Some good news from hospitality sector in the time of gloom
Adversity sometimes brings out the best in talented people. We can see it happening in our neighbourhood.
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One of the recurring themes of the discussions around Covid-19 has been the sense of doom in the hospitality sector. What was just talk has acquired an intense degree of pathos with news of restaurants shutting down, especially in malls and upmarket locations such as Khan Market, of people in the sector losing jobs, and of the majority of them moving out to their home towns and villages. The hospitality sector has never had it so bad.
So, when two young hospitality professionals emerge out of the gloom with new projects, they offer some employment, and give some hope to their community.
I’ve known Ankur Chawla, a 26/11 terror attacks survivor, since I met him at the JW Marriott, New Delhi Aerocity, where he had joined as an enthusiastic bar manager and wine sommelier. Since then I’ve seen him rise in the Marriott International corporate hierarchy and then decide to take the entrepreneurial plunge as a beverage consultant. In the past two years, he has consulted with an upscale vodka brand and a tonic water, trained scores of young bartenders, and prepared beverage menus for five-star hotels and restaurants.
Now, he has launched Responsible Whatr, an innovatively named brand of packaged natural spring water (or ‘beverage’, from Solan, for the first time, in aluminium cans. Aluminium cans don’t normally end up in landfills as they can be recycled endlessly (and Chawla plans to put a system that would enable the manufacturer of these cans to pick up the used ones and recycle them). From a consumer’s point of view, the water tastes as natural as possible, without the taste of plastic or PET. Whatr, I believe, is the future of packaged water.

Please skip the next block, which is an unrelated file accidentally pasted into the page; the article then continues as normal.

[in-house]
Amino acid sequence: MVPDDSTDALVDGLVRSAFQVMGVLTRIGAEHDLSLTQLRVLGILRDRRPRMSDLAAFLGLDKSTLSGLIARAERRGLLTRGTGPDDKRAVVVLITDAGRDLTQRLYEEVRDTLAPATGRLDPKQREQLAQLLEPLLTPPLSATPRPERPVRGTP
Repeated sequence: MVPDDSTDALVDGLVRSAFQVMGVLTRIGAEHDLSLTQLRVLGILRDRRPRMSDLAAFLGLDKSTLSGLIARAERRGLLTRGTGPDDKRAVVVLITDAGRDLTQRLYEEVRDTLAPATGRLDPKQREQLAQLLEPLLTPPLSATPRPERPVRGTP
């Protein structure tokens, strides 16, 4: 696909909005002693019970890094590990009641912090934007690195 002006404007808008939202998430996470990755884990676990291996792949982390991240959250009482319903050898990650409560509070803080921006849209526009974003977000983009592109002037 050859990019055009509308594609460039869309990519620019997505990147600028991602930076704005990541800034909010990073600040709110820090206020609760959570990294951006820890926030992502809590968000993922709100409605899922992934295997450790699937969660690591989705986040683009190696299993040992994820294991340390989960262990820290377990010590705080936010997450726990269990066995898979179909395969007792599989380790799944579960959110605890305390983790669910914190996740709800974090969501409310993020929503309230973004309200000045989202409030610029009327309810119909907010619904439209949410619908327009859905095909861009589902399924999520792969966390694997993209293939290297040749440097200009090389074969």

Vikramjit Roy is one of India’s finest chefs and his interpretation of Pan Asian cuisine has one won him many awards from his days at ITC Hotels to his stint at Ashish Dev Kapur and Joy Singh’s Whisky Samba and Kimono Club. He and his long-time colleague, Anurodh Samal — again, a talented young manager – have invested their life’s savings into a ‘cloud kitchen’, a business model that has survived and grown in these uncertain times, and named it Hello Panda.
For Roy and Samal, who are most comfortable in the world of fine dining, this must be like a major leap of faith, but they have made some intelligent moves even before their official launch. Their kitchen at Sector 57, Gurugram, is completely seethrough, and their website live streams what happens inside it so that their patrons know exactly how hygienically their food has been made. Adversity sometimes brings out the best in talented people. We can see it happening in our neighbourhood.
(Courtesy of Mail Today)